At present, there has been little attention on earthen structures in Umbria. Besides studies on other regions that have “accidently” mentioned Umbrian structures, the list of “recent” contributions on earthen structures are very limited. In first instance, studies by Henry Desplanques (1955, 81) and Bernardino Sperandio (2010) have briefly mentioned earthen masonry. Desplanques mostly profited of a 1934 survey edited by the Central Institute of Statistics of the Italian Kingdom. This study recorded 52 rural buildings built in earth and greenery (‘Case in terra e fogliame’) in Umbria. Since 47 out 52 were meant to be demolished, the report showed the poor conditions of these structures at the time (ICSRI 1934, 19). At the same time, the document did not consider dwellings built of both earth and unperishable materials: a very common occurrence as shown below. According to Sperandio, earthen architectures became common during the 19th century due to economic reasons (Sperandio 2010, 421 and 424). However, the author fails to provide clear evidence for this assumption. Umbrian earthen structures are also briefly mentioned in the survey on these building techniques in Marche region by Marco Saracco (2010, 24). This author suggested a late 19th-early 20th century chronology for some rammed earth structures noted in the Trasimeno area.
Published sources on earthen building in Umbria.
During the Roman period, mudbricks were used in the region as documented by Pliny the Elder on the walls of Mevania, nowadays Bevagna (Plin., HN 35.173) and by recent archaeological discoveries (Ceccarelli 2018, 35-39). When the attention is focused on the late medieval and early modern period, written and archaeological evidence is rather scarce, mostly due to the lack of archaeological research on these chronologies in Umbria. However, two 18th century sources provide an interesting insight on two specific areas of the region: the Trasimeno Lake and the southern Umbrian Valley. Around 1745, the local historian Durastante Natalucci testified the abundance of earthen houses in the valleys near Trevi (central-eastern Umbria), by the villages of Cannaiola and Picciche: ‘…the dwellings [of Cannaiola], basically everywhere, are made of fired bricks while, according to the elder, they were earthen, as it can still be noticed in same places.’ (Natalucci 1985, 411). ‘…the people’s houses [in Picciche] … are all humble and mostly made of earth.’ (Natalucci 1985, 430). Earthen structures were therefore relatively common in the valleys near Trevi, but they were already being replaced by buildings mad of unperishable materials, and only lower social strata continued to use them. In the same century, Umbrian earthen structures are briefly mentioned by Giuseppe Del Rosso in his 1793 manual on the reintroduction of similar building techniques in Tuscany. When discussing the use of earthen houses among the farmers of the Chiana Valley, he testified the use of mudbricks in the Papal areas just outside the Tuscan border, along the Trasimeno Lake, together with the wide use of clay instead of lime as binding material (Del Rosso 1793, 47-50, 58-59, and 65).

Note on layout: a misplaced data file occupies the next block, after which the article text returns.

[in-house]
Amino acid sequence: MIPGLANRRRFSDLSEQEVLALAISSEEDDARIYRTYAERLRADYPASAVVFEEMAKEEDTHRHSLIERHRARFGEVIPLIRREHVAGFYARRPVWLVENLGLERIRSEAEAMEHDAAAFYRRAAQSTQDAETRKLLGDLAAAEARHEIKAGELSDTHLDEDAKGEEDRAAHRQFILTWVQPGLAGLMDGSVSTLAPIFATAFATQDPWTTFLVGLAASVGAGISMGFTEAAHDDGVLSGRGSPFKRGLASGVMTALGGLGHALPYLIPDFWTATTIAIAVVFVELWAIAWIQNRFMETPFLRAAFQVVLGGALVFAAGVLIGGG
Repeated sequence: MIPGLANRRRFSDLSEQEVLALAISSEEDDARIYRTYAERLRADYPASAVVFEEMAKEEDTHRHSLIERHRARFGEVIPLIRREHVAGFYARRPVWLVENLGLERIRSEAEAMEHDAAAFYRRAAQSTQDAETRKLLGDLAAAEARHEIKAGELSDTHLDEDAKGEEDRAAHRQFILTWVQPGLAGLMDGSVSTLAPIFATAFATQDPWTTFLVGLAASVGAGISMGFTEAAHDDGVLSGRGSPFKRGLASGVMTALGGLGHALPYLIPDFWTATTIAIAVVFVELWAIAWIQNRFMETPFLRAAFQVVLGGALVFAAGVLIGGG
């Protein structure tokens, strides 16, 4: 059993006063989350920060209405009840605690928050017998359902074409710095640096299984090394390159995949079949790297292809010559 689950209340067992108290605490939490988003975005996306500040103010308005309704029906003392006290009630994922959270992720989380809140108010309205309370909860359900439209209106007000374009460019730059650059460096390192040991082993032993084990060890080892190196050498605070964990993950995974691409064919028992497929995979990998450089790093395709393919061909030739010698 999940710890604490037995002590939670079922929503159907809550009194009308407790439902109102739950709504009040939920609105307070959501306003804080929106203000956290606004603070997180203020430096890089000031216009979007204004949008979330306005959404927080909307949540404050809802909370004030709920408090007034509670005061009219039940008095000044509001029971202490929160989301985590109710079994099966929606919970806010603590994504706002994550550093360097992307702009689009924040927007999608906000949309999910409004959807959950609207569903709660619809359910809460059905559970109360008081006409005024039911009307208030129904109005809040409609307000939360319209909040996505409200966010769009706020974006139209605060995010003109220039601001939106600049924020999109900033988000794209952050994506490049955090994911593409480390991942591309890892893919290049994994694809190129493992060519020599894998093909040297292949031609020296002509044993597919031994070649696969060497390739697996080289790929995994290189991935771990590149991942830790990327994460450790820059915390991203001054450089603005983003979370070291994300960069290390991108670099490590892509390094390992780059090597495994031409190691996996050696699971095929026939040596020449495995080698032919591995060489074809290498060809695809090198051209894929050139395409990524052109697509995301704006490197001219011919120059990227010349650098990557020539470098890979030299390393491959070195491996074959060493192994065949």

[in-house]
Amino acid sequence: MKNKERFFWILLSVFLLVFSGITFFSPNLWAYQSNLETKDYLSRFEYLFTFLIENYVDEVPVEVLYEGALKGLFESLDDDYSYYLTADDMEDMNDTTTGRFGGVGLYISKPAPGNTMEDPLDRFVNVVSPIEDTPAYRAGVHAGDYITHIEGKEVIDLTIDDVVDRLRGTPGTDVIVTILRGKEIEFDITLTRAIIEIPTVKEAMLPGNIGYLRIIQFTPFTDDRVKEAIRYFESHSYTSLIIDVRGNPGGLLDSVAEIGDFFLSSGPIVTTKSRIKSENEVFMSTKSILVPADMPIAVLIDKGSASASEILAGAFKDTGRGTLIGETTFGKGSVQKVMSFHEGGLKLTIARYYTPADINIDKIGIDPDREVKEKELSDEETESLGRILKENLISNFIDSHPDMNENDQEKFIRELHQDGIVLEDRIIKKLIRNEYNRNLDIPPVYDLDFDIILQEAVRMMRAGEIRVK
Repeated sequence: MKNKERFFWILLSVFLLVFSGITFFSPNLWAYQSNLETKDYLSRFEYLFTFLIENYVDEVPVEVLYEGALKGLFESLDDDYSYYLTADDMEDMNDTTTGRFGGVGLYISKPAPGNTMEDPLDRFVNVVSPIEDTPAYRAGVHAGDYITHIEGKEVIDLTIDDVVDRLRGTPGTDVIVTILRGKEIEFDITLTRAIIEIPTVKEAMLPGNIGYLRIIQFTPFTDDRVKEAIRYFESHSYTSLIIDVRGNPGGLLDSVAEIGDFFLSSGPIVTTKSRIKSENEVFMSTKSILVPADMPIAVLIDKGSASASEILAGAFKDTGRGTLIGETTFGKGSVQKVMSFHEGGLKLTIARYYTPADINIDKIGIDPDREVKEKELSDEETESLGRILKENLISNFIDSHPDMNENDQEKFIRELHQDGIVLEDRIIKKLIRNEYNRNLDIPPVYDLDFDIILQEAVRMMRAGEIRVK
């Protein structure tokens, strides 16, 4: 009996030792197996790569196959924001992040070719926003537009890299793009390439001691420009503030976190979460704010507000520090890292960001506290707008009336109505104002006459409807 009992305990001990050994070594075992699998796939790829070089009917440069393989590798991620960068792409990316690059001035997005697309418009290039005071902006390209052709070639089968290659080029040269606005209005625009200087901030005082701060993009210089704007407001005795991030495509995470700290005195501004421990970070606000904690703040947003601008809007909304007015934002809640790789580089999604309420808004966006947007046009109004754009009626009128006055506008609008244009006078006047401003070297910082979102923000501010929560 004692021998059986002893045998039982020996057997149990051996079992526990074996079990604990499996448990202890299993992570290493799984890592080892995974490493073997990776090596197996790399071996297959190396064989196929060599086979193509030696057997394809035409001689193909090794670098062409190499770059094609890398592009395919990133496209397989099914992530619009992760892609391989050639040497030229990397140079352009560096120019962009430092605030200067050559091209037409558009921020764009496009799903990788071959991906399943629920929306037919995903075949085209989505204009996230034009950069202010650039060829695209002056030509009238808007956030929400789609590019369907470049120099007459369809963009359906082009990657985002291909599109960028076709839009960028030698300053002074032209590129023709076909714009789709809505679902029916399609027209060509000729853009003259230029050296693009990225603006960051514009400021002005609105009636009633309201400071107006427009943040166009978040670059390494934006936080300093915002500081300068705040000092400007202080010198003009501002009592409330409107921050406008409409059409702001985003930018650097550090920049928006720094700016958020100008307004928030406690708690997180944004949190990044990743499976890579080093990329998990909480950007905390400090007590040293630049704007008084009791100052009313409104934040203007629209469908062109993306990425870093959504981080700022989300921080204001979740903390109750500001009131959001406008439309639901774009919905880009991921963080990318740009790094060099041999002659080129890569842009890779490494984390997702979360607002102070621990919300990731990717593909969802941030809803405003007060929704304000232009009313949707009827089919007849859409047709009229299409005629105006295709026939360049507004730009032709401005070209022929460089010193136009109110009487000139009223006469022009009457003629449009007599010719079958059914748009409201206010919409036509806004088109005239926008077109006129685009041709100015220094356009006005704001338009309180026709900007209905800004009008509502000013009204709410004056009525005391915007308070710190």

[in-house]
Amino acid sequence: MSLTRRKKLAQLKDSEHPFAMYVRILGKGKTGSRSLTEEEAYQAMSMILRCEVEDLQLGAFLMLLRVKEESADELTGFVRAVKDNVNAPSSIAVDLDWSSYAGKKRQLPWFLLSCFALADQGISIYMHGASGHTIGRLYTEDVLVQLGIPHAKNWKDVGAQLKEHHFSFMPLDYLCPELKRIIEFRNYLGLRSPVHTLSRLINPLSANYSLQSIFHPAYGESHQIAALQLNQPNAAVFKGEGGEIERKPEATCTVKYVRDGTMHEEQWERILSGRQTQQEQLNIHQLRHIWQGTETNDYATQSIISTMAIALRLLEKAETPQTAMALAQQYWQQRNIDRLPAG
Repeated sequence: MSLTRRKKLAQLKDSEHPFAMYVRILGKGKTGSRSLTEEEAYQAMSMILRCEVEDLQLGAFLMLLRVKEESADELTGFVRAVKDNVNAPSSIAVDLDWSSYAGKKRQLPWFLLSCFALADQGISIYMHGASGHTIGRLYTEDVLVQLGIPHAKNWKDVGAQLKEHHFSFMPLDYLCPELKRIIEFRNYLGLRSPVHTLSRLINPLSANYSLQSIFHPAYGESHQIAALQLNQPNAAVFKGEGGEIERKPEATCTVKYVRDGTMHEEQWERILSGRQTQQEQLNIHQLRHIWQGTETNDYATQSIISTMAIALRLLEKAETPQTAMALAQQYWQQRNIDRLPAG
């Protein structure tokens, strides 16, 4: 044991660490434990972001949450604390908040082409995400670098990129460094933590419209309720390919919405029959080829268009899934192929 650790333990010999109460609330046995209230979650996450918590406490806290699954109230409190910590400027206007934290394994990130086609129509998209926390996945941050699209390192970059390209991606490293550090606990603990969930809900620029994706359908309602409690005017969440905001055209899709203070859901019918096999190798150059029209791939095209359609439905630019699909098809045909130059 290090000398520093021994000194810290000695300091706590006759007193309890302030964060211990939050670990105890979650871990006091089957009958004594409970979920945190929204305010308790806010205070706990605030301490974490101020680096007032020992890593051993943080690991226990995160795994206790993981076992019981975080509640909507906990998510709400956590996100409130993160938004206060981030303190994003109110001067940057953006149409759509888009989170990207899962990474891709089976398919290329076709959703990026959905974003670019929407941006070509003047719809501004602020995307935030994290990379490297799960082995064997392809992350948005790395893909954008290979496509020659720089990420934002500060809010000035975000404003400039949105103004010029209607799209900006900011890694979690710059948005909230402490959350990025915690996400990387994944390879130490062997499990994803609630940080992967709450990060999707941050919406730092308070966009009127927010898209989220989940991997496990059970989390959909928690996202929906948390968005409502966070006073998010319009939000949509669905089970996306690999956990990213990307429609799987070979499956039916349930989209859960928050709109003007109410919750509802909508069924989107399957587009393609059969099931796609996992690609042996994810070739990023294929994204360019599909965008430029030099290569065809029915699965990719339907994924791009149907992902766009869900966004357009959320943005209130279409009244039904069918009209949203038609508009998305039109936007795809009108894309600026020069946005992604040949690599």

Survey of the written and archaeological evidence